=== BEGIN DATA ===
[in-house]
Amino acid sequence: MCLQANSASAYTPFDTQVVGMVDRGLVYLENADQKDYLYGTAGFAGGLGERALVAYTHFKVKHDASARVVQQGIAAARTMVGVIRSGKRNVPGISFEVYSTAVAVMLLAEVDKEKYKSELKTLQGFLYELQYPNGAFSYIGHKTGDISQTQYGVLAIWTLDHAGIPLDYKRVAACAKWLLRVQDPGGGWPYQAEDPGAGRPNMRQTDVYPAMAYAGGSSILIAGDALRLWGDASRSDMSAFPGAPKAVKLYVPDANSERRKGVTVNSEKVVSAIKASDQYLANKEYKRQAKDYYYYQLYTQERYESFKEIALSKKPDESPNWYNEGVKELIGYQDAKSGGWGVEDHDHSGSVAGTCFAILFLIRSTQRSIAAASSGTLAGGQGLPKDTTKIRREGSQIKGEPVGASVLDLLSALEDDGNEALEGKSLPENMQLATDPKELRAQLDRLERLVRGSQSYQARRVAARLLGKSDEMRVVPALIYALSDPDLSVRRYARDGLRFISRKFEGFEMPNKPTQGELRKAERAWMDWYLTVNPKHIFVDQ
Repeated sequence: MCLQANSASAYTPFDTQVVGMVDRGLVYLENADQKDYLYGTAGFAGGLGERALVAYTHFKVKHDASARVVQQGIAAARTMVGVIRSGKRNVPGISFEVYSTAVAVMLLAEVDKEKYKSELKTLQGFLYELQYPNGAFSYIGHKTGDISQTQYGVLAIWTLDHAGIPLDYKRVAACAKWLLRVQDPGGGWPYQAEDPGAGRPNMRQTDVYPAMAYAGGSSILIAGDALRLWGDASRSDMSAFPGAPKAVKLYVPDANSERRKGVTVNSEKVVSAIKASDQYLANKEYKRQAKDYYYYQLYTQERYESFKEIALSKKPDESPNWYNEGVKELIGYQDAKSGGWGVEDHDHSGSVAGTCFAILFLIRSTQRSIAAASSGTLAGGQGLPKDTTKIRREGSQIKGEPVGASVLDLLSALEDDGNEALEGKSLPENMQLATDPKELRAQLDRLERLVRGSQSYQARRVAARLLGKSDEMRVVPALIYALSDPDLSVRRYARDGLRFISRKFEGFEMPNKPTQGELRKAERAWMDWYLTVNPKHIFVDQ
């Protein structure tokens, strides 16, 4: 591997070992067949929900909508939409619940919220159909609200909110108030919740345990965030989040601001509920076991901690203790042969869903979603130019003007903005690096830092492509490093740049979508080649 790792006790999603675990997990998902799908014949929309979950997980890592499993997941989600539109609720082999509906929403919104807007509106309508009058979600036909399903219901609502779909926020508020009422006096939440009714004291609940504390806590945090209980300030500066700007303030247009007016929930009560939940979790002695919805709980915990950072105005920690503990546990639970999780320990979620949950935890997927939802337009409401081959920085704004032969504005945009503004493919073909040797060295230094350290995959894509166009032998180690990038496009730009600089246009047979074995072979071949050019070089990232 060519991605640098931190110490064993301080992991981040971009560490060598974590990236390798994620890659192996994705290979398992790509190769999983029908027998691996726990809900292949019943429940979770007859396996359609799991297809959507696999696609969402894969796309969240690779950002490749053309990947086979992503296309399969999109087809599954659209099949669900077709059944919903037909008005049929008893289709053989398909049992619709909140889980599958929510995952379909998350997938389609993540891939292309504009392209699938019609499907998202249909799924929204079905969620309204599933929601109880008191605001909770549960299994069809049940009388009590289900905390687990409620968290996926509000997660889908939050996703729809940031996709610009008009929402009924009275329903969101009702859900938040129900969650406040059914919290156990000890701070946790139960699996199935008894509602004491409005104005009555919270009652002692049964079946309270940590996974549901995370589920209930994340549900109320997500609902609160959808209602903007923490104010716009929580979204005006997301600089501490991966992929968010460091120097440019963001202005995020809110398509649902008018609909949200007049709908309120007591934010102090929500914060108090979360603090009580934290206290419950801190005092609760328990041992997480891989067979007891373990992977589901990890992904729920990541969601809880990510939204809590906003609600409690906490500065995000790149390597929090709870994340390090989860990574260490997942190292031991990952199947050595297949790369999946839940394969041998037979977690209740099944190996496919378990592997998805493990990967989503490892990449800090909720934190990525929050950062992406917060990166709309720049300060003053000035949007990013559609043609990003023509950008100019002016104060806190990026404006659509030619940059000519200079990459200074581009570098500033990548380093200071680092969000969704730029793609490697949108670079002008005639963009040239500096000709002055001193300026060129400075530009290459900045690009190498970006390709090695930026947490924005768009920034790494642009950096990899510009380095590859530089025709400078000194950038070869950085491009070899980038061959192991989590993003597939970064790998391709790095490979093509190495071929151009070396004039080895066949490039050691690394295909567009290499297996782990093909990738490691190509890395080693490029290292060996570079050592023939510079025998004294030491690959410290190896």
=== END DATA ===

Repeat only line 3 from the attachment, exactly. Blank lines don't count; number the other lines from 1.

Repeated sequence: MCLQANSASAYTPFDTQVVGMVDRGLVYLENADQKDYLYGTAGFAGGLGERALVAYTHFKVKHDASARVVQQGIAAARTMVGVIRSGKRNVPGISFEVYSTAVAVMLLAEVDKEKYKSELKTLQGFLYELQYPNGAFSYIGHKTGDISQTQYGVLAIWTLDHAGIPLDYKRVAACAKWLLRVQDPGGGWPYQAEDPGAGRPNMRQTDVYPAMAYAGGSSILIAGDALRLWGDASRSDMSAFPGAPKAVKLYVPDANSERRKGVTVNSEKVVSAIKASDQYLANKEYKRQAKDYYYYQLYTQERYESFKEIALSKKPDESPNWYNEGVKELIGYQDAKSGGWGVEDHDHSGSVAGTCFAILFLIRSTQRSIAAASSGTLAGGQGLPKDTTKIRREGSQIKGEPVGASVLDLLSALEDDGNEALEGKSLPENMQLATDPKELRAQLDRLERLVRGSQSYQARRVAARLLGKSDEMRVVPALIYALSDPDLSVRRYARDGLRFISRKFEGFEMPNKPTQGELRKAERAWMDWYLTVNPKHIFVDQ